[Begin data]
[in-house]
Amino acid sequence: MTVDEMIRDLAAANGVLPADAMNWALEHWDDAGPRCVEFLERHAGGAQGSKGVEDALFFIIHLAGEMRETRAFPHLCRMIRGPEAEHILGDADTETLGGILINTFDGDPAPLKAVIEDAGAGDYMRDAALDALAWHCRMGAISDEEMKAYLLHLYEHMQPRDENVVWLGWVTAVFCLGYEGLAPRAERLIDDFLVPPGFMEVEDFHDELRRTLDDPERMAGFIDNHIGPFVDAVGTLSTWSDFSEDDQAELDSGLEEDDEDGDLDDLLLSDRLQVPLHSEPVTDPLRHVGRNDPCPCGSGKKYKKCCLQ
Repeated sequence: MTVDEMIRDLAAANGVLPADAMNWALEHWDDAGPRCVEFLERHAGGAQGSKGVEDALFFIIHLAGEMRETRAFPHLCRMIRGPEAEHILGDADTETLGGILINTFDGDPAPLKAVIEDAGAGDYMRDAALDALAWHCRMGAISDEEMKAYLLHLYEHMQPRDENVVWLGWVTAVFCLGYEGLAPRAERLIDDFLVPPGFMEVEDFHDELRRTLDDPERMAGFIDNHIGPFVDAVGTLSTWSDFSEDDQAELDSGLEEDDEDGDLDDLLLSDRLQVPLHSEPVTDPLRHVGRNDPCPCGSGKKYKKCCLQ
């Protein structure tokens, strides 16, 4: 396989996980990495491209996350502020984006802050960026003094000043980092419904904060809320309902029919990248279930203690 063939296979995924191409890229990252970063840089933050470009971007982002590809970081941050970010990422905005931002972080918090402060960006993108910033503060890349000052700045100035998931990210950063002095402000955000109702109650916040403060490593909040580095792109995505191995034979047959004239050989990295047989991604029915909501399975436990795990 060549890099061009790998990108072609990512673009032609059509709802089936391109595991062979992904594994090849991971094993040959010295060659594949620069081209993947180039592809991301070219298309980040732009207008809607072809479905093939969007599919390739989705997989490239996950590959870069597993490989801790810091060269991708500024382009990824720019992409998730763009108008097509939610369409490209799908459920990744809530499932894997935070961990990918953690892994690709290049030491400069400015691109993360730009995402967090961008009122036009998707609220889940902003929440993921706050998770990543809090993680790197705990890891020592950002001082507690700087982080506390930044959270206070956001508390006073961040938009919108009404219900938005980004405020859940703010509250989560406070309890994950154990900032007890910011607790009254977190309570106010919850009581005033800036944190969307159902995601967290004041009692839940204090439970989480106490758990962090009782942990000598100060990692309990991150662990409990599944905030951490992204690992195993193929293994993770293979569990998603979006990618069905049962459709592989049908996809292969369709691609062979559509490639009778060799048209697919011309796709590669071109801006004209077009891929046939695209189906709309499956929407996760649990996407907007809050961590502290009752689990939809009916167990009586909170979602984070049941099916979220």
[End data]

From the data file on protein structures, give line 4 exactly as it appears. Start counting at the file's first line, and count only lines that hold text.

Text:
């Protein structure tokens, strides 16, 4: 396989996980990495491209996350502020984006802050960026003094000043980092419904904060809320309902029919990248279930203690 063939296979995924191409890229990252970063840089933050470009971007982002590809970081941050970010990422905005931002972080918090402060960006993108910033503060890349000052700045100035998931990210950063002095402000955000109702109650916040403060490593909040580095792109995505191995034979047959004239050989990295047989991604029915909501399975436990795990 060549890099061009790998990108072609990512673009032609059509709802089936391109595991062979992904594994090849991971094993040959010295060659594949620069081209993947180039592809991301070219298309980040732009207008809607072809479905093939969007599919390739989705997989490239996950590959870069597993490989801790810091060269991708500024382009990824720019992409998730763009108008097509939610369409490209799908459920990744809530499932894997935070961990990918953690892994690709290049030491400069400015691109993360730009995402967090961008009122036009998707609220889940902003929440993921706050998770990543809090993680790197705990890891020592950002001082507690700087982080506390930044959270206070956001508390006073961040938009919108009404219900938005980004405020859940703010509250989560406070309890994950154990900032007890910011607790009254977190309570106010919850009581005033800036944190969307159902995601967290004041009692839940204090439970989480106490758990962090009782942990000598100060990692309990991150662990409990599944905030951490992204690992195993193929293994993770293979569990998603979006990618069905049962459709592989049908996809292969369709691609062979559509490639009778060799048209697919011309796709590669071109801006004209077009891929046939695209189906709309499956929407996760649990996407907007809050961590502290009752689990939809009916167990009586909170979602984070049941099916979220």